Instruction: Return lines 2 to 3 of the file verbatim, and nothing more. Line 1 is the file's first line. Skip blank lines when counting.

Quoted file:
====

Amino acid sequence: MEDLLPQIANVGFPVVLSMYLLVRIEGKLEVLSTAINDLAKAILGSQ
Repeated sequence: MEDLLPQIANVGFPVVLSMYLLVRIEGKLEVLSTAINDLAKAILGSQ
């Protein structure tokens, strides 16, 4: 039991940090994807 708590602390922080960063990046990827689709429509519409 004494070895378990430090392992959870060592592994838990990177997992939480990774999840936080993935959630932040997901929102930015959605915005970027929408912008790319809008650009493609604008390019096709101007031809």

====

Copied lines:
Repeated sequence: MEDLLPQIANVGFPVVLSMYLLVRIEGKLEVLSTAINDLAKAILGSQ
């Protein structure tokens, strides 16, 4: 039991940090994807 708590602390922080960063990046990827689709429509519409 004494070895378990430090392992959870060592592994838990990177997992939480990774999840936080993935959630932040997901929102930015959605915005970027929408912008790319809008650009493609604008390019096709101007031809």